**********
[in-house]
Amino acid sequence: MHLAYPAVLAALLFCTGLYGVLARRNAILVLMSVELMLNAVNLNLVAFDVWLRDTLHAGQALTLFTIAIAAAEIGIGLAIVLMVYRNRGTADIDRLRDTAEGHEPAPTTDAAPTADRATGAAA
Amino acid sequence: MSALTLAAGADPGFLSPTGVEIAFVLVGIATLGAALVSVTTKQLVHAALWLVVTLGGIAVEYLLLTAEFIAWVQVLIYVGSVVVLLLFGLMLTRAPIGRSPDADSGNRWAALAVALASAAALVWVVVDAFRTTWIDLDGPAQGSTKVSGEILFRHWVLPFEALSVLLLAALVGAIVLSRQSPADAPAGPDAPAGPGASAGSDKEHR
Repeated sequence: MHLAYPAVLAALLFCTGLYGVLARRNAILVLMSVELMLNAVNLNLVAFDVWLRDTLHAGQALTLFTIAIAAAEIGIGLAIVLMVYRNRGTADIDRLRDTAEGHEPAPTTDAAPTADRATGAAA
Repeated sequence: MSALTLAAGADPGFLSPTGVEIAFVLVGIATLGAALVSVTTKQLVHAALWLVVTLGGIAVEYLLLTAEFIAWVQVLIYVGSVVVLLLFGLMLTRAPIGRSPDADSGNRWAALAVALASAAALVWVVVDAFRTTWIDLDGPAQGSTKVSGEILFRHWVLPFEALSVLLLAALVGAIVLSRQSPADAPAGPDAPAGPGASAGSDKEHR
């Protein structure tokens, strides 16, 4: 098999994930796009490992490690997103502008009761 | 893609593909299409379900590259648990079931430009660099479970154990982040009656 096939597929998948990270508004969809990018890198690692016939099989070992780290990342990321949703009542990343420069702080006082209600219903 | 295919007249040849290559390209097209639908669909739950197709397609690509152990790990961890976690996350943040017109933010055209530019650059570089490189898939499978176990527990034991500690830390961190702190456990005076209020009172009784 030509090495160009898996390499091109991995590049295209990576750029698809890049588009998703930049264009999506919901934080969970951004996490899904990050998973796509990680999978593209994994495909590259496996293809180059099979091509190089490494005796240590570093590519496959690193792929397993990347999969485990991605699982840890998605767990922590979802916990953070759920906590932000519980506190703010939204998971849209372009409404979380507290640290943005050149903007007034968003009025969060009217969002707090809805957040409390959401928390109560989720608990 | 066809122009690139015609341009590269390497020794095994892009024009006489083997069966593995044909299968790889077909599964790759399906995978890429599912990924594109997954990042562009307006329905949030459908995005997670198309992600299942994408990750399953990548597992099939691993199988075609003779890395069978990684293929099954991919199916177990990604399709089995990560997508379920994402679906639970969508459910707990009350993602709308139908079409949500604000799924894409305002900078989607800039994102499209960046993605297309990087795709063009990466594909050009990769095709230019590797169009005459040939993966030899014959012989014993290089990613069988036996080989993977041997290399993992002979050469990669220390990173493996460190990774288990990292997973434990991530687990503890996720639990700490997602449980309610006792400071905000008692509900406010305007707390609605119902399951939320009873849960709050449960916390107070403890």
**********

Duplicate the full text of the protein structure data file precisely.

[in-house]
Amino acid sequence: MHLAYPAVLAALLFCTGLYGVLARRNAILVLMSVELMLNAVNLNLVAFDVWLRDTLHAGQALTLFTIAIAAAEIGIGLAIVLMVYRNRGTADIDRLRDTAEGHEPAPTTDAAPTADRATGAAA
Amino acid sequence: MSALTLAAGADPGFLSPTGVEIAFVLVGIATLGAALVSVTTKQLVHAALWLVVTLGGIAVEYLLLTAEFIAWVQVLIYVGSVVVLLLFGLMLTRAPIGRSPDADSGNRWAALAVALASAAALVWVVVDAFRTTWIDLDGPAQGSTKVSGEILFRHWVLPFEALSVLLLAALVGAIVLSRQSPADAPAGPDAPAGPGASAGSDKEHR
Repeated sequence: MHLAYPAVLAALLFCTGLYGVLARRNAILVLMSVELMLNAVNLNLVAFDVWLRDTLHAGQALTLFTIAIAAAEIGIGLAIVLMVYRNRGTADIDRLRDTAEGHEPAPTTDAAPTADRATGAAA
Repeated sequence: MSALTLAAGADPGFLSPTGVEIAFVLVGIATLGAALVSVTTKQLVHAALWLVVTLGGIAVEYLLLTAEFIAWVQVLIYVGSVVVLLLFGLMLTRAPIGRSPDADSGNRWAALAVALASAAALVWVVVDAFRTTWIDLDGPAQGSTKVSGEILFRHWVLPFEALSVLLLAALVGAIVLSRQSPADAPAGPDAPAGPGASAGSDKEHR
């Protein structure tokens, strides 16, 4: 098999994930796009490992490690997103502008009761 | 893609593909299409379900590259648990079931430009660099479970154990982040009656 096939597929998948990270508004969809990018890198690692016939099989070992780290990342990321949703009542990343420069702080006082209600219903 | 295919007249040849290559390209097209639908669909739950197709397609690509152990790990961890976690996350943040017109933010055209530019650059570089490189898939499978176990527990034991500690830390961190702190456990005076209020009172009784 030509090495160009898996390499091109991995590049295209990576750029698809890049588009998703930049264009999506919901934080969970951004996490899904990050998973796509990680999978593209994994495909590259496996293809180059099979091509190089490494005796240590570093590519496959690193792929397993990347999969485990991605699982840890998605767990922590979802916990953070759920906590932000519980506190703010939204998971849209372009409404979380507290640290943005050149903007007034968003009025969060009217969002707090809805957040409390959401928390109560989720608990 | 066809122009690139015609341009590269390497020794095994892009024009006489083997069966593995044909299968790889077909599964790759399906995978890429599912990924594109997954990042562009307006329905949030459908995005997670198309992600299942994408990750399953990548597992099939691993199988075609003779890395069978990684293929099954991919199916177990990604399709089995990560997508379920994402679906639970969508459910707990009350993602709308139908079409949500604000799924894409305002900078989607800039994102499209960046993605297309990087795709063009990466594909050009990769095709230019590797169009005459040939993966030899014959012989014993290089990613069988036996080989993977041997290399993992002979050469990669220390990173493996460190990774288990990292997973434990991530687990503890996720639990700490997602449980309610006792400071905000008692509900406010305007707390609605119902399951939320009873849960709050449960916390107070403890």